Bureau of Workers' Compensation (BWC)

TN Department of Labor & Workforce Development

BWC programs are designed to provide timely and effective services that help injured employees return to their health and jobs as quickly as possible.

About the Bureau of Workers' Compensation (BWC)

The Tennessee Bureau of Workers’ Compensation (BWC) administers the Tennessee Workers’ Compensation Law, assisting both employees and employers in minimizing the impact of work-related injuries. The Bureau’s programs are designed to provide timely and effective services that help injured employees return to their health and jobs as quickly as possible. Informing all parties of their rights and responsibilities, these programs promote a better understanding of the benefits and requirements provided by the Workers’ Compensation Law.

Workers’ compensation is designed to protect employees and employers from the negative consequences associated with a work-related accident. The law provides a financial safety net to employees by guaranteeing medical benefits and partial wage replacement to those injured on the job. The law benefits employers by limiting the amount of benefits that employers must provide to only those set forth in the law.


  • The Mediation and Ombudsman Services of Tennessee (MOST) Program assists employees, employers, or any other party in a workers’ compensation claim that is not represented by an attorney. The MOST program also administers a three-stage process to help resolve disputes between injured employees and an insurance adjuster or employer in a workers’ compensation claim.
  • The Next Step Program provides injured workers a means to return to meaningful and productive employment once they have exhausted their disability benefits. It assists injured workers in finding a new career path by awarding scholarship funds to acquire new job skills and by providing job search training. Qualified injured workers can receive up to $5,000 for tuition and expenses (per fiscal year) to attend a College of Applied Technology, community college, or state university in Tennessee.
  • The Tennessee Drug Free Workplace Program benefits employees and employers by promoting drug- and alcohol-free workplaces. Employees not impaired by drugs and alcohol have fewer workplace injuries or accidents. Participating employers receive a discount on their workers’ compensation insurance premiums and are entitled to a shift in the burden of proof in workers’ compensation claims involving a positive alcohol or drug test.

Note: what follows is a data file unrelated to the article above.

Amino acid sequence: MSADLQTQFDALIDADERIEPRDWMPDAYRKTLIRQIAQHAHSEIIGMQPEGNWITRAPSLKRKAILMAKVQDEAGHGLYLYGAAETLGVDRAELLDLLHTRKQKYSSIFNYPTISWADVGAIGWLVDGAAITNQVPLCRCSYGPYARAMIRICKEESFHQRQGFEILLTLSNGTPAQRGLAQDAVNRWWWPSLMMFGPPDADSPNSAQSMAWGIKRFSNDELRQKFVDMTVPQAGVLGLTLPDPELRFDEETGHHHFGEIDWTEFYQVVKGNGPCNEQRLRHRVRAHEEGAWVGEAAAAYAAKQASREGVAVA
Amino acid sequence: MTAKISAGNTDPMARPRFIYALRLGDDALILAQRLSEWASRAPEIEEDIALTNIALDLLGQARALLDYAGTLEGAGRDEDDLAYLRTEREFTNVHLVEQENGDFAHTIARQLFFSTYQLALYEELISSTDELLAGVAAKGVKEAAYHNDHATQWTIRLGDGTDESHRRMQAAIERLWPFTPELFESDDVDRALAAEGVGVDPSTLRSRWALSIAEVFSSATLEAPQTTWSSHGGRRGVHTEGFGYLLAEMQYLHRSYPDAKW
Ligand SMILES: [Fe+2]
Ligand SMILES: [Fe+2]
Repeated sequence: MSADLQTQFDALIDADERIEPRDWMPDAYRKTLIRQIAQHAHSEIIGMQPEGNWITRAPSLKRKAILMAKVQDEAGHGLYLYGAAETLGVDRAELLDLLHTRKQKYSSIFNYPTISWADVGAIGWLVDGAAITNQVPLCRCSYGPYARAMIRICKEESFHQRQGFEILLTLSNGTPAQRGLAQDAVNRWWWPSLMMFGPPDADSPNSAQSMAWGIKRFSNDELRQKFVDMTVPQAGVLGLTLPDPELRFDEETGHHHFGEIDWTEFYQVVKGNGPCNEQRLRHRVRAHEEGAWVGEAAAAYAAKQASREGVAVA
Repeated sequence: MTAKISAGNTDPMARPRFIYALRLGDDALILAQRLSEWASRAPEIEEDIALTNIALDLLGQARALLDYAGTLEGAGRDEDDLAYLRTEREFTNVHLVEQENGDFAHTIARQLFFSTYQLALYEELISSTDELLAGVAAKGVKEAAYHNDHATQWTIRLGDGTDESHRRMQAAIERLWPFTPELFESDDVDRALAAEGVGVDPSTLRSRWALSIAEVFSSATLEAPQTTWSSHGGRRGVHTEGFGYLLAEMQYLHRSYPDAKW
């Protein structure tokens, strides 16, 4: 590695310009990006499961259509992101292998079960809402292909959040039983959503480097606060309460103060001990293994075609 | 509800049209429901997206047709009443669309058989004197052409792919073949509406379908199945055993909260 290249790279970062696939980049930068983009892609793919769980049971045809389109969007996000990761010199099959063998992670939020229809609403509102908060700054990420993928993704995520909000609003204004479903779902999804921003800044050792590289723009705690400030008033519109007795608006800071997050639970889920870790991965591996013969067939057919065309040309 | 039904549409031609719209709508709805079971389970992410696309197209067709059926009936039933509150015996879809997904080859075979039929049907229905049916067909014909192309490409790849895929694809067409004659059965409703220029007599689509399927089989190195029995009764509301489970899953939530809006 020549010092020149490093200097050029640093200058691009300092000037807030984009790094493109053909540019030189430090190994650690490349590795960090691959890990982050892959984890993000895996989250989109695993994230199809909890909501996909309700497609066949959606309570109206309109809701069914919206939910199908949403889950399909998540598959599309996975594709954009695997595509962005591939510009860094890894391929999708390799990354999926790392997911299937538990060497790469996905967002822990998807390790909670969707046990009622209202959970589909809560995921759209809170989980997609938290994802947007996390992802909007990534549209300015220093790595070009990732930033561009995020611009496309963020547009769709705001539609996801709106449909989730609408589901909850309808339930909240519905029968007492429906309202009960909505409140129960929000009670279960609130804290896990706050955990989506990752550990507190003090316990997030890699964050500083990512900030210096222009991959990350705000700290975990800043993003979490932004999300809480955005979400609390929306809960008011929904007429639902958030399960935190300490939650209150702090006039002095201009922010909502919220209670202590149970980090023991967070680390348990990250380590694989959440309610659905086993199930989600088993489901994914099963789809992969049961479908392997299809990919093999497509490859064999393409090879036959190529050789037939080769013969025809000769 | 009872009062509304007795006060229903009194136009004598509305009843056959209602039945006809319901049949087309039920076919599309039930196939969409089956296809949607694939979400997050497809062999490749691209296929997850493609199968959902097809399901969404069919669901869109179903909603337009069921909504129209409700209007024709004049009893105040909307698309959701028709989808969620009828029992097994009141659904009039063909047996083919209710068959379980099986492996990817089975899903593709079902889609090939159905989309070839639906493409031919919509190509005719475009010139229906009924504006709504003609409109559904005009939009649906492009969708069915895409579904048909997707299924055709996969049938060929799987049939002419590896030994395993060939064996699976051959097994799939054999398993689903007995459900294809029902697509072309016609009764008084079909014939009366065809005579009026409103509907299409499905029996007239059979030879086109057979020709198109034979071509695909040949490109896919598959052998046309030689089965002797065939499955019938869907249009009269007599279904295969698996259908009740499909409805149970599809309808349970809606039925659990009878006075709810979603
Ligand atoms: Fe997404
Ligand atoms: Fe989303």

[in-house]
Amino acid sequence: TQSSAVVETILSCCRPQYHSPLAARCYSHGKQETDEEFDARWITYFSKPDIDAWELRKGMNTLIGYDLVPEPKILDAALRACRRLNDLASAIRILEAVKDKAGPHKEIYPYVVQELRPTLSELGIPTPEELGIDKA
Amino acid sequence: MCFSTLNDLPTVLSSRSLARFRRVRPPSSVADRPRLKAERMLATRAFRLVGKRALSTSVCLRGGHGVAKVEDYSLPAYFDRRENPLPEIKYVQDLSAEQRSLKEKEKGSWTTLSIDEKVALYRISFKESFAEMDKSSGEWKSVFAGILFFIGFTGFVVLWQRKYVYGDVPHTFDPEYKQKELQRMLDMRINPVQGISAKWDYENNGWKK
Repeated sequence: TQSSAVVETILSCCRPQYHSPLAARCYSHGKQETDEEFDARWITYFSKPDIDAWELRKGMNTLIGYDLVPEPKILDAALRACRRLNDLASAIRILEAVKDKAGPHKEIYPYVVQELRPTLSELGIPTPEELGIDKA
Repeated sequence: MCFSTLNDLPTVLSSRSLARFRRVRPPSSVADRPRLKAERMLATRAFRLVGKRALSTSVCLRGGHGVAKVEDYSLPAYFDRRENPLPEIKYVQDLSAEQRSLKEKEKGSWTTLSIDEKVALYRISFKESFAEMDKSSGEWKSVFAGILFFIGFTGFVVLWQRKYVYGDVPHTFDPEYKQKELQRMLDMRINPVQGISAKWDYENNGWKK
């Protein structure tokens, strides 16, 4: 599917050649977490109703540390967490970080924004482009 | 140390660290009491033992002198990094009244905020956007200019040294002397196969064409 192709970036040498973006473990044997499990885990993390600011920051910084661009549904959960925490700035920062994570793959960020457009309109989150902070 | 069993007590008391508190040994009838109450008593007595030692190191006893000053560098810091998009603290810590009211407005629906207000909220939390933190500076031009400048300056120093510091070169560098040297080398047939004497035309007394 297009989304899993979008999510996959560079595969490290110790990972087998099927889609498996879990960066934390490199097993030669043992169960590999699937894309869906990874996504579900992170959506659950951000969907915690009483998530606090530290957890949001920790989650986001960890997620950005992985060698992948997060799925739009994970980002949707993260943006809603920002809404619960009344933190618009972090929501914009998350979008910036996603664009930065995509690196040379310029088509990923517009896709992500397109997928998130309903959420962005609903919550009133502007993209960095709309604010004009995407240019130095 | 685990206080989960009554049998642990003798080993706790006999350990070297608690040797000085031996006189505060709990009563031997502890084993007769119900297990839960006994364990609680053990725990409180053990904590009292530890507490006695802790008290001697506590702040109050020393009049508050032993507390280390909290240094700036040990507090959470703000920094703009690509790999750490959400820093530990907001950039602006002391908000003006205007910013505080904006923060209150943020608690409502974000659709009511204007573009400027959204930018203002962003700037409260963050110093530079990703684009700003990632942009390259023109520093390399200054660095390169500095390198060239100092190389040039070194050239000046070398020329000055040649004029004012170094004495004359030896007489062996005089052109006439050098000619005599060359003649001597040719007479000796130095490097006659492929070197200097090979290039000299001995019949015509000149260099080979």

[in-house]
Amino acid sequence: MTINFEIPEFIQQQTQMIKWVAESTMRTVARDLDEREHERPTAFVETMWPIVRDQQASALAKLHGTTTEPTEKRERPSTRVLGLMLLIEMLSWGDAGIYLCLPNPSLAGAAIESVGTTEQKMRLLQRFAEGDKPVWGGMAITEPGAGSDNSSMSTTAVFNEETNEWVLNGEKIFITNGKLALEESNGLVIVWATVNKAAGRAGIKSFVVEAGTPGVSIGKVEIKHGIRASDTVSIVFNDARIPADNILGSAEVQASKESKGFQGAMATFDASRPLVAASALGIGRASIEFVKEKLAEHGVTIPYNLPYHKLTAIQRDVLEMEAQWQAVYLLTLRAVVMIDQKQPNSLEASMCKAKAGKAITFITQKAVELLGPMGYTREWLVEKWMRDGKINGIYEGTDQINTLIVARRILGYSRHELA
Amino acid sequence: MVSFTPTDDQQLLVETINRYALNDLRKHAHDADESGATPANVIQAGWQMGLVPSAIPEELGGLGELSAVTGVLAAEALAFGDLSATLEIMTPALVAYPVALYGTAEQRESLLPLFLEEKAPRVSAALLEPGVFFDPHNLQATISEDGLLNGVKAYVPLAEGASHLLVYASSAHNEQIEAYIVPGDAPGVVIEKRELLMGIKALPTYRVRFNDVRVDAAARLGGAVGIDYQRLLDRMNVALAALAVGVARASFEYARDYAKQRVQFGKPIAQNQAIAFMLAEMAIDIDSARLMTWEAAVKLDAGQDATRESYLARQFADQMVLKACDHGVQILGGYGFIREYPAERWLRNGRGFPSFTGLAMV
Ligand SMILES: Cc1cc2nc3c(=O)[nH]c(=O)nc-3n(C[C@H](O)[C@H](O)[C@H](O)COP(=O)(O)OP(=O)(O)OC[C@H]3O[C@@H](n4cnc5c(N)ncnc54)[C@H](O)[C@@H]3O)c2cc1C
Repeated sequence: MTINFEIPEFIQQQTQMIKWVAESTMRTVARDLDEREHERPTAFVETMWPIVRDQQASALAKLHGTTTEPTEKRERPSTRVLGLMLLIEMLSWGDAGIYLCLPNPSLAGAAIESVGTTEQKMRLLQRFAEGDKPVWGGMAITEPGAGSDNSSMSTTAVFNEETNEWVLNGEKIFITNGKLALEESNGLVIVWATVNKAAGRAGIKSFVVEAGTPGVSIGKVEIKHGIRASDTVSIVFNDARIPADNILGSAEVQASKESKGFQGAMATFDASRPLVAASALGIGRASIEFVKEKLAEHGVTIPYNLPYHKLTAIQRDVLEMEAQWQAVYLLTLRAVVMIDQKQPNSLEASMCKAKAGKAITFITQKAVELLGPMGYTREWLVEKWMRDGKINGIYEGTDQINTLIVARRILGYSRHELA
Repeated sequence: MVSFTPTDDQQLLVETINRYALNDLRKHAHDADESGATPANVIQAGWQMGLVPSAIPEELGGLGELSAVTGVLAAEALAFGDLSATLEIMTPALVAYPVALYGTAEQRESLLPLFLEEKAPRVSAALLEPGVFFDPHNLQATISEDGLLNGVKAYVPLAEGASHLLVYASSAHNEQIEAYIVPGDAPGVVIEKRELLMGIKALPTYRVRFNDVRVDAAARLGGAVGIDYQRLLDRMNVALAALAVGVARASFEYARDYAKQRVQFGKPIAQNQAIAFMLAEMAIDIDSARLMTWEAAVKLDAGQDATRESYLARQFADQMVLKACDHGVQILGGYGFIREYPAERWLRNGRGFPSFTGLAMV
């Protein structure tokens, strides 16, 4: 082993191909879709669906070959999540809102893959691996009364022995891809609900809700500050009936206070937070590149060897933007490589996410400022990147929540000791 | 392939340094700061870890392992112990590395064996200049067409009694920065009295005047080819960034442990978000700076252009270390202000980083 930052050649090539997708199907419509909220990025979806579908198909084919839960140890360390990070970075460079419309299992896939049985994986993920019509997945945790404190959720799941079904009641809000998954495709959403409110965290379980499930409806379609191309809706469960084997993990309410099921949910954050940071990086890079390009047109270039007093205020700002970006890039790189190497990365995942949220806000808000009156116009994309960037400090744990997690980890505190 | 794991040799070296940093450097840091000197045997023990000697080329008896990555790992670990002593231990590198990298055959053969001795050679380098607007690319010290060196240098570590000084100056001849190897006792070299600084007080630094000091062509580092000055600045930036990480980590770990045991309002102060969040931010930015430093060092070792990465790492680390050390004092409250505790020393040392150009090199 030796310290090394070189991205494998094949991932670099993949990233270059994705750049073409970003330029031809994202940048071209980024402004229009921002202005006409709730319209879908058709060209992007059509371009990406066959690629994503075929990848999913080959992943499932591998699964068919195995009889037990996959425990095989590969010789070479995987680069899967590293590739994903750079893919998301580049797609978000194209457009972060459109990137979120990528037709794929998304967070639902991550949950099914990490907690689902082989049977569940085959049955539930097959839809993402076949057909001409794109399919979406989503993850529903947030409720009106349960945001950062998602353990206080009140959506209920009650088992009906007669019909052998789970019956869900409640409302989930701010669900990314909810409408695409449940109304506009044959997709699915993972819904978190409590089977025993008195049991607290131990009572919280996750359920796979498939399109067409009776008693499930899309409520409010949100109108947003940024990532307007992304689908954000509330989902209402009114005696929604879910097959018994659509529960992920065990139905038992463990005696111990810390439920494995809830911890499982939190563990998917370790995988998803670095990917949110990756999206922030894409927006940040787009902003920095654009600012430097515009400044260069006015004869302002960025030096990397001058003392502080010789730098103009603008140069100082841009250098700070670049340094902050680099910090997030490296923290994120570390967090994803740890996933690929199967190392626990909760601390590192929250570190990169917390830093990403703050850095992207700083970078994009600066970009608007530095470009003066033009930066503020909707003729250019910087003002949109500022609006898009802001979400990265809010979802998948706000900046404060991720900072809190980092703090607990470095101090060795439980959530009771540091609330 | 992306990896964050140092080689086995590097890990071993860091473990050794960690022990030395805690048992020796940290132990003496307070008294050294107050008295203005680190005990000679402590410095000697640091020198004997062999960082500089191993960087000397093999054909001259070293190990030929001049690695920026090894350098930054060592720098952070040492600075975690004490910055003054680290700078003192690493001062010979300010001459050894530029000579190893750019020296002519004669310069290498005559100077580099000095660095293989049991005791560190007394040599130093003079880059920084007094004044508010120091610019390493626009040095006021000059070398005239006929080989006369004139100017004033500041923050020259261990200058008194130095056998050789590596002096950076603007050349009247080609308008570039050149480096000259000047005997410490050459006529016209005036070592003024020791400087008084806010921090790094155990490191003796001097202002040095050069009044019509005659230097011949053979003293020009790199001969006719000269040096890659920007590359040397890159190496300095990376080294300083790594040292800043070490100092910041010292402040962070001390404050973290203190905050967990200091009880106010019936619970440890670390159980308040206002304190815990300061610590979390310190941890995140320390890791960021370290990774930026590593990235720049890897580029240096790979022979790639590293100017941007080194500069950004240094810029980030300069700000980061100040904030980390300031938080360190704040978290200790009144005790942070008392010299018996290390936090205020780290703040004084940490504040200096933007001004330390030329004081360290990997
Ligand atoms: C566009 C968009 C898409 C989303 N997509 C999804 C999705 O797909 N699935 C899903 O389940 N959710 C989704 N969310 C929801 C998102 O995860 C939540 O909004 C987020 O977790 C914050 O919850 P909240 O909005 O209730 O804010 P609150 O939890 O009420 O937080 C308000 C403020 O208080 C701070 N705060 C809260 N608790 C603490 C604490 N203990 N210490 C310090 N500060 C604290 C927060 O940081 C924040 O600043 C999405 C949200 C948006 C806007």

• The Bureau’s Medical Services Unit helps ensure that the medical services related to workers’ compensation are appropriate and consistent with best practices.
    1. The Medical Advisory Committee advises the Administrator on medical treatment guidelines and issues related to medical care in workers’ compensation such as access to care and telemedicine.
    2. The Medical Payment Committee reviews the Medical Fee Schedule yearly and recommends revisions. It hears reimbursement disputes between payers and providers.
    3. The Utilization Review Appeals Program evaluates the appropriateness and medical necessity of care of treatment denied by the carriers’ Utilization Review Organizations.
    4. The Medical Impairment Rating (MIR) Registry comprises specially trained physicians to assist in resolving impairment rating disputes. The rating produced is utilized to help determine any Permanent Disability Benefits due in a matter.
  • The Court of Workers’ Compensation Claims within the Bureau of Workers’ Compensation adjudicates disputed claims. Twelve judges appointed by the Administrator of the Bureau preside over courtrooms in each of the Bureau's area offices, conducting evidentiary and settlement approval hearings. The Court of Workers’ Compensation Claims adjudicates disputed claims if the date of injury was on or after July 1, 2014.
  • The Workers' Compensation Appeals Board focuses on providing fair, accurate, and meaningful review of decisions issued by the Court of Workers’ Compensation Claims. The Appeals Board is comprised of three judges appointed by the Governor and is separate from the Court of Workers’ Compensation Claims. The Appeals Board reviews cases with dates of injury on or after July 1, 2014.
  • The Bureau's Legislative and Legal Services/Penalty Program provides legal counsel to the Bureau’s Administrator and Medical Director, monitors compliance with court orders, and assesses penalties to properly enforce the workers’ compensation law and rules.
  • The Compliance Program includes the Uninsured Employers Fund (UEF) and the Employee Misclassification Education and Enforcement Fund (EMEEF). The UEF program ensures that covered employers secure the required workers’ compensation coverage. The EMEEF program ensures that construction service employers accurately classify their workforce as employees or independent contractors.
  • The Subsequent Injury and Vocational Recovery Fund encourages employers to employ or retain workers who have previously suffered permanent physical disabilities by limiting the employer’s potential future workers’ compensation exposure or liability.
  • Education and Outreach includes an Educational Conference, a voluntary Adjuster Certification Program, speaking events, production of multiple brochures, and producing the Bureau Bulletin newsletter.

This Page Last Updated: June 20, 2022 at 3:16 PM